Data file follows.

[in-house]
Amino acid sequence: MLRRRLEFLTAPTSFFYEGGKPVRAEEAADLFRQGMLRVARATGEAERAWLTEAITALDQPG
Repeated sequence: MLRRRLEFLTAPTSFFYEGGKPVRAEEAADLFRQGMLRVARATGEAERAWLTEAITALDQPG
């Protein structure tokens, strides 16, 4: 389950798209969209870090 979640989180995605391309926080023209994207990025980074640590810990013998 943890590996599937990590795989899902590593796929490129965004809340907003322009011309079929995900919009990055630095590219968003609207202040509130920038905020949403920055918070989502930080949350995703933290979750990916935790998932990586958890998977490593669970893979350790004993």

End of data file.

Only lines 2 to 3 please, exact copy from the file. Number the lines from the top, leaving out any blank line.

Amino acid sequence: MLRRRLEFLTAPTSFFYEGGKPVRAEEAADLFRQGMLRVARATGEAERAWLTEAITALDQPG
Repeated sequence: MLRRRLEFLTAPTSFFYEGGKPVRAEEAADLFRQGMLRVARATGEAERAWLTEAITALDQPG